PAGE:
tl;dr: scroll down to the part in bold if you just want a pro-privacy action item.
Digital privacy has been in the news a lot, though you’ll be forgiven for missing it. About a year ago, the European General Data Protection Regulation (GDPR) became active. You may have noticed that you received an email about updated privacy policies from every single website you’ve ever had an account with. The California version of those regulations (CCPA) was passed a few months later. What do these laws do? Well, a lot; Wikipedia has a good summary of the CCPA:
The intentions of the Act are to provide California residents* with the right to:
- Know what personal data is being collected about them.
- Know whether their personal data is sold or disclosed and to whom.
- Say no to the sale of personal data.
- Access their personal data.
- Equal service and price, even if they exercise their privacy rights.
Writ large, these sound like good ideas. I will note that this is in conflict with how many of us experience the Internet today**.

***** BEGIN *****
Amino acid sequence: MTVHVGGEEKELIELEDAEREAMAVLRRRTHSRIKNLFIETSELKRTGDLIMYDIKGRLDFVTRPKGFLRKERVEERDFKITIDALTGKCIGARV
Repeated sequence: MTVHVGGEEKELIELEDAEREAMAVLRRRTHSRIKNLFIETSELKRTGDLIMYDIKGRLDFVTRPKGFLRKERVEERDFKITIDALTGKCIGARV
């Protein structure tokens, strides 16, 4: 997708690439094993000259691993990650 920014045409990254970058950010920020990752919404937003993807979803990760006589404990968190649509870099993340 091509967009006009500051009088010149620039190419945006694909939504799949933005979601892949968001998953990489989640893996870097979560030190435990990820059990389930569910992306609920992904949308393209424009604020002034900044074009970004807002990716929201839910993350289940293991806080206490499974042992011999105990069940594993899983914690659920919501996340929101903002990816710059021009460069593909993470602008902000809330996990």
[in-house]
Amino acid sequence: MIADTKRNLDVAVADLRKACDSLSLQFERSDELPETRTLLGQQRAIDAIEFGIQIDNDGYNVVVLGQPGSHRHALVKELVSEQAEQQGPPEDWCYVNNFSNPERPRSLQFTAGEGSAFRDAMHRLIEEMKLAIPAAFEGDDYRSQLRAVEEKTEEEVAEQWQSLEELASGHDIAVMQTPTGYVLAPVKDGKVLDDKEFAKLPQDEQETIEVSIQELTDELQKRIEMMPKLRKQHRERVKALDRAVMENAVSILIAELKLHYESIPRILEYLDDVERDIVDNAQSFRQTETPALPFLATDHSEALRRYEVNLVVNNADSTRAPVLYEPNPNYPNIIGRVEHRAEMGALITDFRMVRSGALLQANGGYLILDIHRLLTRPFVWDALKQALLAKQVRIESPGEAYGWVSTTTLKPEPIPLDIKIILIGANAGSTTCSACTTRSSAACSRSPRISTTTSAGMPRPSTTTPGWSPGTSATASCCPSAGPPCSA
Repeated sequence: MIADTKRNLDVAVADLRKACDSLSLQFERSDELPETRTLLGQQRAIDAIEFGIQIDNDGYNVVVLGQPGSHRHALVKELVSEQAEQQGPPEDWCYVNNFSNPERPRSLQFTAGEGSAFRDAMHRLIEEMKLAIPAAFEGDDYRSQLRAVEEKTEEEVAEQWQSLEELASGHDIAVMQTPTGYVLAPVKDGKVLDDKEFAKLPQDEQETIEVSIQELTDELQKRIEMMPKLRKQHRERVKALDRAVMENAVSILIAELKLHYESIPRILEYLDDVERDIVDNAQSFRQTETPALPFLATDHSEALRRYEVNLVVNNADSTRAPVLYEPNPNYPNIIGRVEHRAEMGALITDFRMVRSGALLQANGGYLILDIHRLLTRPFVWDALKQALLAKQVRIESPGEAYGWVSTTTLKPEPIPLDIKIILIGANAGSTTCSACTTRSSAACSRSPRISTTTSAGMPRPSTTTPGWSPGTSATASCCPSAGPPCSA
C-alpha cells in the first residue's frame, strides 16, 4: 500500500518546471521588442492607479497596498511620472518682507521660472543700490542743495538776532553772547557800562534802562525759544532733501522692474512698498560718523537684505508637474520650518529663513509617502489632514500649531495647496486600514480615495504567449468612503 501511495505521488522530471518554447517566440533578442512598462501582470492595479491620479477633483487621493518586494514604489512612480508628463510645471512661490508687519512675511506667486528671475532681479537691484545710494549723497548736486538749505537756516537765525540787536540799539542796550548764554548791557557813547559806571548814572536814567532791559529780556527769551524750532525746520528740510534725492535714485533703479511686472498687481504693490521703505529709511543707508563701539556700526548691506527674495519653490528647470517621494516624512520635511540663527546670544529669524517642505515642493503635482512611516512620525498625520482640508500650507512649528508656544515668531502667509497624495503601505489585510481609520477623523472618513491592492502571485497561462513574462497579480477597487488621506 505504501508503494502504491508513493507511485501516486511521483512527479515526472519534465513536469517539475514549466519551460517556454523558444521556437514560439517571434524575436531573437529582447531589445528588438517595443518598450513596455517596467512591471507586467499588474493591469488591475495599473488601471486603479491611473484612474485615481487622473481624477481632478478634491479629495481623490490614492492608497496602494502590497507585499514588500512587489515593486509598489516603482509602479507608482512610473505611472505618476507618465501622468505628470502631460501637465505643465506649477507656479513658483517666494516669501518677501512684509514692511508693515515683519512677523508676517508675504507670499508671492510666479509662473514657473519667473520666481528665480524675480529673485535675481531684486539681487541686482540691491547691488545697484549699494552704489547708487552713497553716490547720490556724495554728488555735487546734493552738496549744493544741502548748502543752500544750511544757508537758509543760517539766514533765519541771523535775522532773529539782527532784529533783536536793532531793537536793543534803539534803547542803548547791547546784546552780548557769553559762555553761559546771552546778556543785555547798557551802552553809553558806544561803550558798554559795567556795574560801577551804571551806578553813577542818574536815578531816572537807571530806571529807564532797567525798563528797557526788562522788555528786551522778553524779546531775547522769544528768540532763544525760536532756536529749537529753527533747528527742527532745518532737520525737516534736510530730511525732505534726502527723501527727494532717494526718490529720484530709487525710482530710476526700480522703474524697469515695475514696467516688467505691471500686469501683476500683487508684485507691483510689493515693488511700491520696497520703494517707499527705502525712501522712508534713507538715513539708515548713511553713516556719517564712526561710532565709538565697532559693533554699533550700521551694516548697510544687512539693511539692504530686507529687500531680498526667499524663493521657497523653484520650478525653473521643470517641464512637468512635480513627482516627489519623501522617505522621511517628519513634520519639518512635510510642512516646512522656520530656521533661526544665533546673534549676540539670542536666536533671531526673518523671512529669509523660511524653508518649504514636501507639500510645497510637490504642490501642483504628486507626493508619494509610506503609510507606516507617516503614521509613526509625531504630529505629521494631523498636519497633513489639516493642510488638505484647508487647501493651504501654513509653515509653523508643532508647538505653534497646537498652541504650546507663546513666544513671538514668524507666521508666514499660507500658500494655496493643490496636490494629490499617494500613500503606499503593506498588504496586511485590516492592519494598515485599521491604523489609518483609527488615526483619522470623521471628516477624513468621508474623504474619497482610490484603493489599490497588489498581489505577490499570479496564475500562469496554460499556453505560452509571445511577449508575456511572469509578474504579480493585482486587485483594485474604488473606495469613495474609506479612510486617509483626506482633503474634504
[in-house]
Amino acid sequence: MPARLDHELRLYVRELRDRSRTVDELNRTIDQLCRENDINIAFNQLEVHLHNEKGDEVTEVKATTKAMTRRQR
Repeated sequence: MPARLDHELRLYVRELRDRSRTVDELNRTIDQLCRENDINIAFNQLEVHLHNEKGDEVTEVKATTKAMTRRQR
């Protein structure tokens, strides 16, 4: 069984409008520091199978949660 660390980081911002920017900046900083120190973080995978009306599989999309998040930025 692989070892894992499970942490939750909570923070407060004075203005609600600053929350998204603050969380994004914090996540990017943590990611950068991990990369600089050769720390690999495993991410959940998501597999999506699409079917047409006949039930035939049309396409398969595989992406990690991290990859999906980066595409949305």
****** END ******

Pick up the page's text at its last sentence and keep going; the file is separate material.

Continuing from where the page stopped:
Right now, companies are announcing very small changes to privacy settings, largely for PR purposes (Vox: Google’s Privacy Changes Are Mostly Marketing). They’re basically hoping that enough people won’t opt out of data collection to affect their business model. I recommend opting out! Here’s how to change your browser settings to limit your exposure to the tracking ecosystem:
- Safari: Safari -> Preferences -> Privacy; check “Prevent cross-site tracking” (checked by default after a recent update)
- Firefox: Follow the instructions to disable third-party cookies
- Chrome: Don’t use Chrome if you care about this issue. Would you use a browser developed by Facebook? However, if you must: Settings -> Advanced -> Privacy and security -> Content settings -> Cookies; turn on “Block third-party cookies.” Like I said, Google is not particularly interested in you checking this buried option.
You can also do this on mobile devices, though the instructions vary by device, so I’d recommend looking that up yourself. Note that some sites use these in non-nefarious ways; they will probably tell you if you’re causing a disruption in your service. Notes below the fold.